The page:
Old chestnuts of the week: The state capitals of Florida, Alaska, and Texas are no problems to Newcastle.

Star of the week is Newcastle's Steve Walker, who accumulates 129 points. Marc Hudson, Salford captain, accumulated 73 points, including 35 in penalties. Neither Stephen Ball (Salford) nor Philip Lockley (Newcastle captain) correctly answered a starter.

Next: Edinburgh -v- Wadham Oxford. It'll be close.

Tributes were paid after this week's episode to Jim Pope, the Voice of University Challenge until the end of the last series. Jim passed away recently following a short illness. My thoughts go to his friends and family.


Well, that's an interesting start. Pictures of the contestants fuzz in and out, with just a hum. No discernable theme tune.

Ruby Wax hosts, coming down the stage. She's got Anne Robinson's haircut from about ten years ago, but is a lot louder and brasher than the other host. There's a brief introduction with Ruby chatting to each of three pairs in a lush backstage place. Readers need to know that I rather like Wax's style, and find her funny, rather than annoying, in small doses.

Our host asks questions. A player buzzes in if they think their partner knows the correct answer. If they're right, they get the points; if they're wrong, points to the opposition. A question's value increases every three seconds after it's asked: 1-3-5-8-10-15. This is represented by a curved line going up the screen. The effect is somewhere in the same area as the GOING FOR GOLD final.

After eight questions, we lose the lowest scoring contestants. An incorrect answer in the last three questions gives the maximum points to the other side; this avoids tactical play from the side in the lead. The exit is a rather familiar one, into the spotlight. The remaining couples swap places, and play for another six questions. Highest score in this round goes to play the end game, of which more later.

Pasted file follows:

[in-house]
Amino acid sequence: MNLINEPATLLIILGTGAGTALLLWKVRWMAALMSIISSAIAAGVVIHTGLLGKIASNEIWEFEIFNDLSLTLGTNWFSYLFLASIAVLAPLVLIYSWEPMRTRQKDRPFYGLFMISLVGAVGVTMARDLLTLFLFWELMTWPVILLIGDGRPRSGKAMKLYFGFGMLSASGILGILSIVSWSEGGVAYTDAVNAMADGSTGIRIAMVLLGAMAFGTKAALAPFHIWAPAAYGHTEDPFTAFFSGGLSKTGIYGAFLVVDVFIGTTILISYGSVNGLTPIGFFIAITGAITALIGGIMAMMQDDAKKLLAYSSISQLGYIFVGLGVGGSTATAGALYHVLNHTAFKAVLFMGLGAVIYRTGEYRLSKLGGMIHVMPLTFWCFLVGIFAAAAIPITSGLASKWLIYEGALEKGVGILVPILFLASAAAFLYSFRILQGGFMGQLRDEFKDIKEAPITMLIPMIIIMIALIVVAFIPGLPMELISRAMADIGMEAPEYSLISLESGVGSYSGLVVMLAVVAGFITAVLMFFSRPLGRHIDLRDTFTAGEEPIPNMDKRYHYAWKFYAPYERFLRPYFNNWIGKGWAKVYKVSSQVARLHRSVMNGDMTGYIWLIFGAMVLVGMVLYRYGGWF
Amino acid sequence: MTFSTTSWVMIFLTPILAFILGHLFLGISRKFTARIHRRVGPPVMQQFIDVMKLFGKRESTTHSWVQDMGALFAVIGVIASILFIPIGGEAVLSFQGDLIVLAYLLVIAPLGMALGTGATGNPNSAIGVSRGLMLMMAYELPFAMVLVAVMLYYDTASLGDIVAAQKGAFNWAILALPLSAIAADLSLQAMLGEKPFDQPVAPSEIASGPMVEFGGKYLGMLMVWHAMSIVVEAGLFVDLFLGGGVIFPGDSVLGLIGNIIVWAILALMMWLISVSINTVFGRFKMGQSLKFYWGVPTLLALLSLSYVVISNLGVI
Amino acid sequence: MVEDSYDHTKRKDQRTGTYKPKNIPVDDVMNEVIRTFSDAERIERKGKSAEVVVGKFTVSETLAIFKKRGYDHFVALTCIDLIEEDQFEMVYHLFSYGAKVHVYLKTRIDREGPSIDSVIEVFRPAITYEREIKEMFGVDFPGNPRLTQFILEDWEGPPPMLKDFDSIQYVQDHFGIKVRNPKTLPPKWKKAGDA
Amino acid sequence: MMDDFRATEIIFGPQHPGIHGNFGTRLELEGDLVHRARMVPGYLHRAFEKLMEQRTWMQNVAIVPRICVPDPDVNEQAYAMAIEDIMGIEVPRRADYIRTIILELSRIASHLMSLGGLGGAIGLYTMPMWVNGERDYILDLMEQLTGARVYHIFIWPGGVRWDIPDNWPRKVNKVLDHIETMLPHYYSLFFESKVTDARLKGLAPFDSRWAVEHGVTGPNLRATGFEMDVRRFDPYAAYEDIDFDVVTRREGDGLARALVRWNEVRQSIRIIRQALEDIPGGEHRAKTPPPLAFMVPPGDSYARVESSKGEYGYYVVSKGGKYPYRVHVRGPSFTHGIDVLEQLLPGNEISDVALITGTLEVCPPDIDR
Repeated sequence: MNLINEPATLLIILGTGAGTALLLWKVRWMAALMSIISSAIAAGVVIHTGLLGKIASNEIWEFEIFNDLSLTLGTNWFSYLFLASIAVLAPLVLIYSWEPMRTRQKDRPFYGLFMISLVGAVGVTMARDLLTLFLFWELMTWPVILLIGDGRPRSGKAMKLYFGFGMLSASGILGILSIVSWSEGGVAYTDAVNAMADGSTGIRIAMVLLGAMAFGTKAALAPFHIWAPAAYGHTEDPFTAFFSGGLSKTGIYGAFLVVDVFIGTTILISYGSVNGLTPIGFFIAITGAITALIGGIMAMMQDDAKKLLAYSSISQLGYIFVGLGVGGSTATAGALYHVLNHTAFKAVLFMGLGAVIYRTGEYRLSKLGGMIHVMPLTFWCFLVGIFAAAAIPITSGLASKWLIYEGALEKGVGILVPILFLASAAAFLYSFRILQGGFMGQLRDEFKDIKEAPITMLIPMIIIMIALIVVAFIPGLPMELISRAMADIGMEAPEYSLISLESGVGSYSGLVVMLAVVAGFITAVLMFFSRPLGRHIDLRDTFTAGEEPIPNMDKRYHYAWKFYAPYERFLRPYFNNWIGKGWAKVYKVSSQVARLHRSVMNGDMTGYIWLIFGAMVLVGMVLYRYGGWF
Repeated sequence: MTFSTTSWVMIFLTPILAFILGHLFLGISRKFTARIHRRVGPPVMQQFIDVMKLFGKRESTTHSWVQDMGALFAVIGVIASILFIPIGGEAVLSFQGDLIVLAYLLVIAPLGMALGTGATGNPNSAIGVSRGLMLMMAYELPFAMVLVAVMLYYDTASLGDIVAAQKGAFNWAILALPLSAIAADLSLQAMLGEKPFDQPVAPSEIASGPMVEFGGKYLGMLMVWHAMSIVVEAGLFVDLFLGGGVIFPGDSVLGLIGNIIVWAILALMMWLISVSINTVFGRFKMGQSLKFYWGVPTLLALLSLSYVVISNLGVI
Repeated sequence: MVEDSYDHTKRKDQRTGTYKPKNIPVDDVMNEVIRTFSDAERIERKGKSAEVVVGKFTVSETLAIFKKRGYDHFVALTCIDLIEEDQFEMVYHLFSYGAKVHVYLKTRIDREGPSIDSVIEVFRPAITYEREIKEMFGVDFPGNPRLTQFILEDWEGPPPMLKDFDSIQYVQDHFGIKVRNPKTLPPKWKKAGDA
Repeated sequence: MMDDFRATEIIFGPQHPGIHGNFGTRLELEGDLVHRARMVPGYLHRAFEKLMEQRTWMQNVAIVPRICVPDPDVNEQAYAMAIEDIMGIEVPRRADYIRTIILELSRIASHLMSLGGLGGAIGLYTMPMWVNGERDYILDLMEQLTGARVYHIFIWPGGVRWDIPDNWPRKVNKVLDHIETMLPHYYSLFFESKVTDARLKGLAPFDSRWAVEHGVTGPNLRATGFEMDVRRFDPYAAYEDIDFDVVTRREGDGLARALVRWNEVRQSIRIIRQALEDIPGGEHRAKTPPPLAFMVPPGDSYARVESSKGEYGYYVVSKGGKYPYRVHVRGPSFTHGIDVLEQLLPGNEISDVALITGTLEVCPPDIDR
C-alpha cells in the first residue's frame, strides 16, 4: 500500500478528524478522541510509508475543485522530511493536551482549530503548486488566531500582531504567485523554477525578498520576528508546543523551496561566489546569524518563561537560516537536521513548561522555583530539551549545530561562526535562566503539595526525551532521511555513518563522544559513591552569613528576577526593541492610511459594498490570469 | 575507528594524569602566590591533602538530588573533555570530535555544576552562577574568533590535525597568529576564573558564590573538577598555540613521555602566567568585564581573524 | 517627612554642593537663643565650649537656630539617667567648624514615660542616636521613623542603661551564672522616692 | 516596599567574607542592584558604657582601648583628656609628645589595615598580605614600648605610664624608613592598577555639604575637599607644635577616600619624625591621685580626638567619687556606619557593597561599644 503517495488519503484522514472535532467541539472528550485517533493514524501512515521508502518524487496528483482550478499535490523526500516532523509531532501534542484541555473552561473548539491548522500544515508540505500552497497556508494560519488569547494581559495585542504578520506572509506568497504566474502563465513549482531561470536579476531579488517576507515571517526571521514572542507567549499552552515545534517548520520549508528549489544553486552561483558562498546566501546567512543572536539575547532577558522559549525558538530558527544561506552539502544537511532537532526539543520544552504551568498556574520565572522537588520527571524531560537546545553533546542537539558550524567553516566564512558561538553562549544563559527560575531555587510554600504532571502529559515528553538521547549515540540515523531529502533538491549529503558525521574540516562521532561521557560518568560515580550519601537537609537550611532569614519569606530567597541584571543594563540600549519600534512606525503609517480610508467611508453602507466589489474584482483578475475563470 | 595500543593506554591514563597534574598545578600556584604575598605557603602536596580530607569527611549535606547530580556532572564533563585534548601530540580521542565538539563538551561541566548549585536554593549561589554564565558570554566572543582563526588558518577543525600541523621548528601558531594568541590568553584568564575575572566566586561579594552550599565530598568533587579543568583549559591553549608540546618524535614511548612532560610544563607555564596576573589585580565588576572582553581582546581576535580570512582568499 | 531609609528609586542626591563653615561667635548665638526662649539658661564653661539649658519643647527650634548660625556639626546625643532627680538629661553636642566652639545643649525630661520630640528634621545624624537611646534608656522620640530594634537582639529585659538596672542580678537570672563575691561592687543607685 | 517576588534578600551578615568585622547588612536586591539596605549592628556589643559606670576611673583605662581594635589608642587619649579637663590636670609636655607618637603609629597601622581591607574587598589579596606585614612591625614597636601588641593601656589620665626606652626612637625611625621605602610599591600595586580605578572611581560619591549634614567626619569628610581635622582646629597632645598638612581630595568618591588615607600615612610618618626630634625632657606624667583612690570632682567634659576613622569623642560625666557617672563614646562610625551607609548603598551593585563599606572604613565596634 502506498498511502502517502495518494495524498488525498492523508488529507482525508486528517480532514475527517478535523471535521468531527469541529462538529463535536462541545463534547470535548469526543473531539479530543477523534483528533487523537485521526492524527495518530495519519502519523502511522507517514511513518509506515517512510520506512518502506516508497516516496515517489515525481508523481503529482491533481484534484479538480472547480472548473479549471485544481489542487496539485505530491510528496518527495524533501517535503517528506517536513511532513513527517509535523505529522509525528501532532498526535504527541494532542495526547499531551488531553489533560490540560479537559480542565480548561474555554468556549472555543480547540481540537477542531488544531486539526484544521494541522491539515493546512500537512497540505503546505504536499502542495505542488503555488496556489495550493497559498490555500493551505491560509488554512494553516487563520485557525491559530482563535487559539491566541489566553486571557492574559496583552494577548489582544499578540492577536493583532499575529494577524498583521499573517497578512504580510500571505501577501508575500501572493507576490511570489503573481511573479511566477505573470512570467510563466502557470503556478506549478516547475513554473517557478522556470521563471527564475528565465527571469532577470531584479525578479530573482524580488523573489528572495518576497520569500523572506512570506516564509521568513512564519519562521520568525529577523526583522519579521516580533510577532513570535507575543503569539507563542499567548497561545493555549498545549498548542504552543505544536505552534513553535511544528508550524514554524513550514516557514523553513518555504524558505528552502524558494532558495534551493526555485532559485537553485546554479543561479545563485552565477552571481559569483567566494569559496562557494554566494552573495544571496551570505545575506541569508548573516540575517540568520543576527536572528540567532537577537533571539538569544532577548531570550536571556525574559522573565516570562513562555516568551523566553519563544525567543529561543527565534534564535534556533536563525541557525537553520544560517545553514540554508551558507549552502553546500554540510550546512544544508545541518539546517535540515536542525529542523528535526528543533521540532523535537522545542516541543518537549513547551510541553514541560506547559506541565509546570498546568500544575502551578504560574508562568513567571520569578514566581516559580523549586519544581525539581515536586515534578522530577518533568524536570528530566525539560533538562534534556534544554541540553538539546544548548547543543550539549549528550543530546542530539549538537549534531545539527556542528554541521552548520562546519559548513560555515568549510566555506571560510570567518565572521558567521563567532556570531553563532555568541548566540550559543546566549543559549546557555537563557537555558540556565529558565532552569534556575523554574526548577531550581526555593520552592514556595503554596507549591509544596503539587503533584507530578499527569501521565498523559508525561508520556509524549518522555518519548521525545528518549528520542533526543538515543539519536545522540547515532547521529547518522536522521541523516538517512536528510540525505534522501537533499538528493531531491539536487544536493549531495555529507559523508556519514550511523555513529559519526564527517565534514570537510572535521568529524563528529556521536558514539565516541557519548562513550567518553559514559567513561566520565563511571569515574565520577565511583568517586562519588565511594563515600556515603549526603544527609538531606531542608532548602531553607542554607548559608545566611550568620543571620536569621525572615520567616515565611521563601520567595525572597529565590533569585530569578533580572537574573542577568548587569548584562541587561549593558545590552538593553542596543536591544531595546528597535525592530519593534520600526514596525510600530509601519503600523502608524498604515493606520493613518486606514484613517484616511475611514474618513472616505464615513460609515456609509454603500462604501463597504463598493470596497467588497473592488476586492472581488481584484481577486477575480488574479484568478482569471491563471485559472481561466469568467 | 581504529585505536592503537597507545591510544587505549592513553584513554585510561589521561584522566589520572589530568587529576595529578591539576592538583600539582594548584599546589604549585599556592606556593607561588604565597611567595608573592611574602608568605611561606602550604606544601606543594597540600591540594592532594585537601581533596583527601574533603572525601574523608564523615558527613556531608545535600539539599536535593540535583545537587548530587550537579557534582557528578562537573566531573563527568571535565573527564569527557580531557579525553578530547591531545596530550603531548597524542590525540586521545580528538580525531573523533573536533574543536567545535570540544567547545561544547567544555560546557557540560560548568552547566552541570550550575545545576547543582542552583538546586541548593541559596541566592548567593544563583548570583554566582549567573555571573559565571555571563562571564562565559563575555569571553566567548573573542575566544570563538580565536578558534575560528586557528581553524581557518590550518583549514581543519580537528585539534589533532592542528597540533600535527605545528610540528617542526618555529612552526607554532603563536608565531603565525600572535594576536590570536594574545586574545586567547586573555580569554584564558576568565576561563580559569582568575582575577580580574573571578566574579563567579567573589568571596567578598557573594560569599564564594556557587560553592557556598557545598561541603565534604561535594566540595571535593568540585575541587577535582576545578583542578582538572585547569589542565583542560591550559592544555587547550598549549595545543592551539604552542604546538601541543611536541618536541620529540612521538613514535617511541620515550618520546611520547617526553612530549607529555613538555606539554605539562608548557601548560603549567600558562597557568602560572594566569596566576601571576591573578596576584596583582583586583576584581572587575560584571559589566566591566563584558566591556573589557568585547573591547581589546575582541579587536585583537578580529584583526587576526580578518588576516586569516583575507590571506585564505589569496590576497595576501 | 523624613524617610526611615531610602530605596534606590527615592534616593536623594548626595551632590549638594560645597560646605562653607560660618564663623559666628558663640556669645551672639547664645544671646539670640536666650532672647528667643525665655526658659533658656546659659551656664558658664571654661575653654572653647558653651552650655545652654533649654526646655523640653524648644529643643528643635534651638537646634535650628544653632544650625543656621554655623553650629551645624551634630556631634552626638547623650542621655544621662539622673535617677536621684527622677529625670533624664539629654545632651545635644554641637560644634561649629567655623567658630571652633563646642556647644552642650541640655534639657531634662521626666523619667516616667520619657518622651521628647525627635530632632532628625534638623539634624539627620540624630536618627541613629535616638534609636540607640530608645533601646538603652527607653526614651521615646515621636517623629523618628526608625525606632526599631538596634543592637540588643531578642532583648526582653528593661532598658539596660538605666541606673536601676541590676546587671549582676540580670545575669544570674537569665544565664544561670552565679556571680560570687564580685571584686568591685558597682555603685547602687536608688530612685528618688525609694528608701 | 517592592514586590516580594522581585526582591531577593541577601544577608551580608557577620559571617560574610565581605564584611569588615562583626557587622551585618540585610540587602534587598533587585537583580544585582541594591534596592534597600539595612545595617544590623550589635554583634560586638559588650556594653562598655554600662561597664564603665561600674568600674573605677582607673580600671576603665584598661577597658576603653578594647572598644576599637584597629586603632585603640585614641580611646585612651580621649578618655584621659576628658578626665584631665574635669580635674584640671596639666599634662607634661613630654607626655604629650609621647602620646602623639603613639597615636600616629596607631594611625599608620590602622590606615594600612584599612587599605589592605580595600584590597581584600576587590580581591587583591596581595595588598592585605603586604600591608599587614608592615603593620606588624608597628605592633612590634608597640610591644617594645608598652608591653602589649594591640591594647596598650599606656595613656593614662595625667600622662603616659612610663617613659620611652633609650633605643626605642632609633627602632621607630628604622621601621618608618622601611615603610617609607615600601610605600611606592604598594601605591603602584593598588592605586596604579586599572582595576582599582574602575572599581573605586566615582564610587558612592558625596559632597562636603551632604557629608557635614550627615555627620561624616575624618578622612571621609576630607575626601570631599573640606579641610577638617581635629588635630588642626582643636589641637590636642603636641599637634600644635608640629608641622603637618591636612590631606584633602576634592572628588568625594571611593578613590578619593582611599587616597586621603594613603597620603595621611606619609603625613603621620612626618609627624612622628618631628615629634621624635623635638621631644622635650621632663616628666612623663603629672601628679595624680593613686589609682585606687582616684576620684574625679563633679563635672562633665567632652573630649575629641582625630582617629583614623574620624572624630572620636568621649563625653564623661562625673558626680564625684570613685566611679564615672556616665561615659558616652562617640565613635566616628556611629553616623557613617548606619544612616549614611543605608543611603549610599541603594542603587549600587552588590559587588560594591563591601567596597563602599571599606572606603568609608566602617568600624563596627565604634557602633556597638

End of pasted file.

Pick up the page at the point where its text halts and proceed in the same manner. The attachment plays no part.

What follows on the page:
This format has great potential for silliness, comedy, and interplay between the team members. How well do they know each other's knowledge? Can a team take the lead without once buzzing in? I find Ruby a perfect foil for this kind of implausible situation, being very much a larger-than-life persona herself. On the other hand, she does tend to annoy in a lot of ways. She has some snappy one liners, too. "I took you for someone far blonder," she says of one contestant. "If you know in the audience, cough now." And she takes being upstaged: "You're a teacher. What do you teach?" "Children."

The lighting is straight out of the Weakest Link / Friends Like These playbook, all swirling blue lights and purple lighting on the audience. There's a ticking when the clock is running up, and stings when people leave and after each round, but the other music is too sparsely used. I don't like the way we always cut from a close-up of one pair to a wide shot of Contestant's Row just before someone buzzes in and at no other time.